Don’t Be an Absolutist!

When it comes to strength and conditioning, fitness and the movement arts, it is not uncommon to find individuals arguing with each other about the BEST practice to rule them all. Whether Crossfit, yoga, Pilates, Zumba, running, triathlon training, etc., it is not difficult to find loyalists that absolutely identify themselves as a practitioner of one method (a Crossfitter, a yogi, a cyclist, a runner, etc.). In my opinion, this mindset is very limiting. No matter how versatile a specific method of training may be, the human body is way too complex not be open-minded to a wide variety of training practices. The concept of finding balance in the body is vast and goes way beyond building physical capacity by training a variety of movements. I will agree that a keystone to a good movement practice should be incorporating a wide variety of movements, therefore, practices such as Crossfit, yoga, and Pilates, have an advantage for optimal movement over single activity movement practices such as running and cycling; however, the idea of variety must be discussed beyond simply what movements are being done and instead be contemplated in regards to the specific focus of the movement based on specific goals. This idea of specificity, is unlikely to be accomplished in a holistic manner with one movement practice. Factors such as intensity, speed, breathing, environment, and competition all play vital roles in how similar movements effect an individual, and many times these factors are in opposition within different practices. For example, many of the movements performed in Crossfit and yoga are very similar in their fundamentals, however, I don’t think many would argue that the environment, intensity, breath focus, and speed of motion are very different. In these instances, it is common to look at the differences in these practices and decide that one practice fits you better than another based on the identity you have created for yourself. In this instance, it may seem sensible to say that yoga is best for me because “I like a low key environment and I do not want to lift weights”, or Crossfit is up my alley because “yoga is for girls, or I thrive in a competitive environment where exercise intensity is a major focus”. My intention here is not to deny that individuals have differences and that some are more suited to certain environments than others, but simply to point out two major factors in this line of thinking:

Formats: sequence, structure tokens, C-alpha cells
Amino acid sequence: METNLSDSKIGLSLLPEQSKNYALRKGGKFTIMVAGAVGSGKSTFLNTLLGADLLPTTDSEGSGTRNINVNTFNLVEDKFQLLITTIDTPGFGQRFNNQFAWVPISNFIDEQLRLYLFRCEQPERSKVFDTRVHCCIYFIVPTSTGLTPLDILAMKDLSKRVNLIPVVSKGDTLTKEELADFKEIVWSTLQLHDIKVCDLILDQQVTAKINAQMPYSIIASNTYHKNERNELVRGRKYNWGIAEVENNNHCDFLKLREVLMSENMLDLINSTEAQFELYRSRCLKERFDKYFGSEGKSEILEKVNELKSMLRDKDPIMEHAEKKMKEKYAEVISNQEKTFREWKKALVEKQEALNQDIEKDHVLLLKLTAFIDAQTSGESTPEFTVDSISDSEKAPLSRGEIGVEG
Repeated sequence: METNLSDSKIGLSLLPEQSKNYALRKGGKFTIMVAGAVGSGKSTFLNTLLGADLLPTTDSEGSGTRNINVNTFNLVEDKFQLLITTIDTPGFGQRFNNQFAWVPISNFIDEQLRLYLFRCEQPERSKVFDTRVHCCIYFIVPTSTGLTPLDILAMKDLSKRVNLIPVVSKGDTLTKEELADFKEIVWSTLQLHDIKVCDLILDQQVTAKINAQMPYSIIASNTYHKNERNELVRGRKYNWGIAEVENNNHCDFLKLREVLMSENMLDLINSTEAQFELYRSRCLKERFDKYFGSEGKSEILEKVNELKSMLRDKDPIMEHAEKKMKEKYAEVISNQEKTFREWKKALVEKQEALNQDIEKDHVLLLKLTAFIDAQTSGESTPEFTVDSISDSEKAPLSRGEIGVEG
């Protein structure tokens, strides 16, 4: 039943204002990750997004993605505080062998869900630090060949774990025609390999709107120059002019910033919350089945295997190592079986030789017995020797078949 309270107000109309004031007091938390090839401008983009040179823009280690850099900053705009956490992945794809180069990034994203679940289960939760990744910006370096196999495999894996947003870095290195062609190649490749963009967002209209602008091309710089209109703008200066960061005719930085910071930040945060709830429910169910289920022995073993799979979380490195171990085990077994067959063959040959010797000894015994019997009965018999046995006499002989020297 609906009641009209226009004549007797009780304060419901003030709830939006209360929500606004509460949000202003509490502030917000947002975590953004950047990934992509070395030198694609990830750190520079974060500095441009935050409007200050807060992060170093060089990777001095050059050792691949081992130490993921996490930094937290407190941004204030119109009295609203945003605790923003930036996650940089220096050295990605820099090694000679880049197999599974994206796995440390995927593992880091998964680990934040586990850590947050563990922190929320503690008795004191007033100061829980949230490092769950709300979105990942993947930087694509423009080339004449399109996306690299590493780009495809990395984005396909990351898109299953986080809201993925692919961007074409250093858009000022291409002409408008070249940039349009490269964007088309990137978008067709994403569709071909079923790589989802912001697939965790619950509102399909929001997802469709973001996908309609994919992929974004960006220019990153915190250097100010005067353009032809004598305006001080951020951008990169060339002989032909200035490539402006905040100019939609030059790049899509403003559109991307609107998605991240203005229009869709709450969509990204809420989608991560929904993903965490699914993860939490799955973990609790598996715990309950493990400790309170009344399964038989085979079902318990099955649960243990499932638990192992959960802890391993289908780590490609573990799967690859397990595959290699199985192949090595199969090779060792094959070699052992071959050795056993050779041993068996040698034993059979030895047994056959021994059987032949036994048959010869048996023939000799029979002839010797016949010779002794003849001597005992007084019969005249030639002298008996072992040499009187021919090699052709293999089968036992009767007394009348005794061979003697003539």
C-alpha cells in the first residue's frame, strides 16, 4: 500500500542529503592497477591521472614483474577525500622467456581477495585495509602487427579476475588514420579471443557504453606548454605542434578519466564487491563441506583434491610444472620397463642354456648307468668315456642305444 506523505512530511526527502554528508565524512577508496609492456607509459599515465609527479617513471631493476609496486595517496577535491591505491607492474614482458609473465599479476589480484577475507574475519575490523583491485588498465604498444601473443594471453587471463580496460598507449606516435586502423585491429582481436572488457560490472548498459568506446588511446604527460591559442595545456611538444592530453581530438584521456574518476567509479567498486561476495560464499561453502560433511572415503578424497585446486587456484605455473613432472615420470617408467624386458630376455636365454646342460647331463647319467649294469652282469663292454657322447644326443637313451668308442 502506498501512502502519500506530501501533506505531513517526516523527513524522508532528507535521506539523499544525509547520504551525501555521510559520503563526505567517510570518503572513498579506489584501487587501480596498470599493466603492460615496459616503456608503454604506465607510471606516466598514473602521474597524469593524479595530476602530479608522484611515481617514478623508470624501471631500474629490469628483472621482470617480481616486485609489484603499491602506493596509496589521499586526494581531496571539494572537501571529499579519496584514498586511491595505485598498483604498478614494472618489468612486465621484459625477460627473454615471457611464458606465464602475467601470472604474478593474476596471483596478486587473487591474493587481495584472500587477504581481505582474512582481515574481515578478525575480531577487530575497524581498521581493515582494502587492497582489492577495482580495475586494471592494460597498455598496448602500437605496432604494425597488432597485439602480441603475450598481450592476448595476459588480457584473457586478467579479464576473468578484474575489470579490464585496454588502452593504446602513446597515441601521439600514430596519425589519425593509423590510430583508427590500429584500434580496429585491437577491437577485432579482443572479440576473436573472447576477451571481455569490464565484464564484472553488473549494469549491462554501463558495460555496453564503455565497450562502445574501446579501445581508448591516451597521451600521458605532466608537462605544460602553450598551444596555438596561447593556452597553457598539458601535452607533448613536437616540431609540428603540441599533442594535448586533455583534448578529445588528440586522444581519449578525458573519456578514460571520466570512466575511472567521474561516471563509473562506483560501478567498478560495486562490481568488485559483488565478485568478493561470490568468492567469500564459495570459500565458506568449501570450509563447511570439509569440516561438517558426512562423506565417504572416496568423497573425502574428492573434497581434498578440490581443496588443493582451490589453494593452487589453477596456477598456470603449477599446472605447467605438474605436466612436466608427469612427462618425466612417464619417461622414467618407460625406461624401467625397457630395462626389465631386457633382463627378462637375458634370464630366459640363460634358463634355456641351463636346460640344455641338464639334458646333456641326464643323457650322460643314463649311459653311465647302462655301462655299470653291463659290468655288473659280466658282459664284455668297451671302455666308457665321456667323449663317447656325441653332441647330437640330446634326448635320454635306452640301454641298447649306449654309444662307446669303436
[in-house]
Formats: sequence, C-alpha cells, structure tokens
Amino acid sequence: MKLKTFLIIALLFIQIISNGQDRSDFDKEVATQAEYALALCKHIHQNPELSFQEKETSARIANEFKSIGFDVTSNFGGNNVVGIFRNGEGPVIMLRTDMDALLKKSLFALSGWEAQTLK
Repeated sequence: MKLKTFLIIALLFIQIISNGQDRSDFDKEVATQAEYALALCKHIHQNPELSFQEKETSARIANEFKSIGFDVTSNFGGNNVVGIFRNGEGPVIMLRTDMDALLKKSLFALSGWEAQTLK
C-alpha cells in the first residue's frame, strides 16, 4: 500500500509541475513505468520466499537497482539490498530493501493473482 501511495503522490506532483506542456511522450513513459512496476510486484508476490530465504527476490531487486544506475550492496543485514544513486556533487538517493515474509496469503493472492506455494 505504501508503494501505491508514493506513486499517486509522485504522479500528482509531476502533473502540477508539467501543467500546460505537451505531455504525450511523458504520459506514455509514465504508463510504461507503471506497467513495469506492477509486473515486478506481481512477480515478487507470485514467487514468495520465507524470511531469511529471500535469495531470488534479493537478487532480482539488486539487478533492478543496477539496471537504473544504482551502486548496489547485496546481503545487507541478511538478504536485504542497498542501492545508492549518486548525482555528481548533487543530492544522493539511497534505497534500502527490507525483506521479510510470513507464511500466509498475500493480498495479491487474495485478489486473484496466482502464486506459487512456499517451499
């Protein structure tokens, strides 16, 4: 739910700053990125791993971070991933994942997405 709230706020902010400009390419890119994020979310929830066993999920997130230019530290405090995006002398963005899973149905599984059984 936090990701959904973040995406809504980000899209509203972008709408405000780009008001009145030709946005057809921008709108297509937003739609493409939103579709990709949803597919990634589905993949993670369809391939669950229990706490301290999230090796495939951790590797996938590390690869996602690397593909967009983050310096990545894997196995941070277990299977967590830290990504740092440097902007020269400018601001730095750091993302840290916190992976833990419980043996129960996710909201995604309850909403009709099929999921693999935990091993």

1. Exclusively training one style of movement, inherently limits you in areas of movement that differ from that particular style. So basically, if you train one element of movement too much an opposite element suffers. In the above example, that means if you are always training at a high intensity, you may find it difficult to down regulate your system, and instead be in a constant state of physical and emotional stress. On the other end of the spectrum, if calming, lower-intensity, body weight movements are the only elements in your practice, your body will not be prepared for tasks where short-duration, high-intensity effort is necessary (i.e. sprinting across the street, lifting furniture, etc.) and injury can often result.
2. Regardless of how individuals label themselves physically, daily life creates obstacles that incorporate a versatility of movement and emotional demands that no single practice can optimally prepare you for. Our bodies work best when our systems (musculoskeletal, nervous, cardiovascular, hormonal, etc) are in balance. That means that elements that you feel most comfortable with, may be the elements that need the LEAST training.

With this in mind, I leave you with this sentiment. Be open-minded in your approach to movement, and you will find you have more potential and versatility than you once thought.

Check out this video demonstration utilizing Pilates-based training to enhance Crossfit-style movements: